"It's always magnified at the beginning of the season, and it's magnified even more because this is becoming thematic with the franchise -- 'The Astros always get off to slow starts.'"

In fact, the Astros' recent early-season track record (starting the past three years 1-6, 3-8 and 1-5 though rallying for 86 wins in 2008), Berkman's injury, Mills' new tenure as manager and the schedule that pitted them against four aces (Tim Lincecum, Matt Cain, Roy Halladay and Adam Wainwright) in their first seven games all mean this team has some chance to become competitive again.

Wade said players always look at a new manager out of the corner of their eyes, looking to see how he reacts to adversity, but added that Mills "has been very consistent since the first day of spring training. They clearly realize where the struggle exists right now, and it falls back on them to perform at the level that they're capable of performing at. I think they'll respond sooner rather than later."

The 1995 Reds won the NL Central after starting 0-6 -- one of just two teams to make the playoffs after losing their first six games -- but they had the luxury of a proven veteran lineup that was merely sidetracked by the abridged spring training following the previous season's strike. Shortstop Barry Larkin, who was the NL MVP that season, remembers the club holding a number of team meetings that April but that the players never worried because of the great personalities in the clubhouse and because they knew how much talent was on their roster.

"I remember we had a 'Let's not panic, we're not where we need to be yet' attitude," said Larkin, now an analyst for the MLB Network. "Without Berkman on that team for the Astros, that's going to be a tough hole. On our team in '95 we had some really good players. We didn't have a lot of new, non-established guys."

Houston, meanwhile, is essentially breaking in players at several key positions, including catcher J.R. Towles, shortstop Tommy Manzalla and starting pitchers Felipe Paulino and Bud Norris.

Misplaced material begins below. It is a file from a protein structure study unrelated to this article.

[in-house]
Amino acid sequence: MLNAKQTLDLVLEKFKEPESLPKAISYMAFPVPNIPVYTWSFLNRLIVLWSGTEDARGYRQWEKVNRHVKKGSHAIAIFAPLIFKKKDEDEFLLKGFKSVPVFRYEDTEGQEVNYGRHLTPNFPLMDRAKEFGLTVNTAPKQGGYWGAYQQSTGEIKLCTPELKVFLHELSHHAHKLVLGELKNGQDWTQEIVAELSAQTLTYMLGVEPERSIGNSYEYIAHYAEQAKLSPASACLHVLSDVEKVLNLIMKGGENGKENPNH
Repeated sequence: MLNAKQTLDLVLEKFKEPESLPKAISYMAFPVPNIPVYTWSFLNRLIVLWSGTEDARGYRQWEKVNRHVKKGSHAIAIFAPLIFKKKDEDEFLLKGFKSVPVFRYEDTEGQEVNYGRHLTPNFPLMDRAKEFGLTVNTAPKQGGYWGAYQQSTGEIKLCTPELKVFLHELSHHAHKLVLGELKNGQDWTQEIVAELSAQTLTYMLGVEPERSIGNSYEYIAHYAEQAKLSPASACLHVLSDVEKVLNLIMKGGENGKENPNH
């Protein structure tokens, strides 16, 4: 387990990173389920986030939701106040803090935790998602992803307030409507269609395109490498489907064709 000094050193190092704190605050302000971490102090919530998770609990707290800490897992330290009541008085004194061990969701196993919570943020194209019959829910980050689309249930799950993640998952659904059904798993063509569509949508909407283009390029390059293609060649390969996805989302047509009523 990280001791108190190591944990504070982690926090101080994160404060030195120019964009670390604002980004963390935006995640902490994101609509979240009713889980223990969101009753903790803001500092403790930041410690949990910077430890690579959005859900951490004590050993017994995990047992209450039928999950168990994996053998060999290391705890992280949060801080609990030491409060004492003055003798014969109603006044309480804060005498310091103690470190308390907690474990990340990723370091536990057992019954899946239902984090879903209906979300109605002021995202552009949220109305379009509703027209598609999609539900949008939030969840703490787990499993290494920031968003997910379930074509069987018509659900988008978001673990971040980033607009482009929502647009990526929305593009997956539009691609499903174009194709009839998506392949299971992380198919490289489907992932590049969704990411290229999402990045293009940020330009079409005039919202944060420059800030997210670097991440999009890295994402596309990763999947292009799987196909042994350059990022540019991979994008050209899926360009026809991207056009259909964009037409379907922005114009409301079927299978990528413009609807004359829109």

Larkin also said that he worries about the Astros' prospects because he hasn't seen a similarly dominant personality emerge on the club since Jeff Bagwell and Craig Biggio retired.

"I don't know if there is an identifiable leader of that team," Larkin said.

Wade said it's much too early to "go out and change the composition of the roster," but the Astros would be smart to consider trading one of their veteran stars -- Berkman, Lee or starter Roy Oswalt -- in mind if they have indeed fallen far out of contention by midseason. In December Baseball America ranked the Astros' farm system the worst in baseball, noting that they haven't had a single minor-league team with a winning record the past two years. Last season the Astros were the oldest club in baseball on Opening Day, and they aren't much younger this season. Both Houston's hitters and pitchers average more than 30 years of age, and once Berkman returns, four of the eight regular fielders will be either 34 already or, in the case of Lee, will be in June.

Even before 2009 began, one NL scout opined that the Astros were best served if they were to "trade Oswalt to a contender to get some young players and reshuffle the deck." It's more than a year later and the Astros, who went 74-88 in '09, don't seem any closer to contending. Including Oswalt's club option, both he and Lee are signed through 2012, so they'd likely fetch some value if traded to re-stock the farm system.

Yes, Houston's got a problem. And it may have already cost them their season.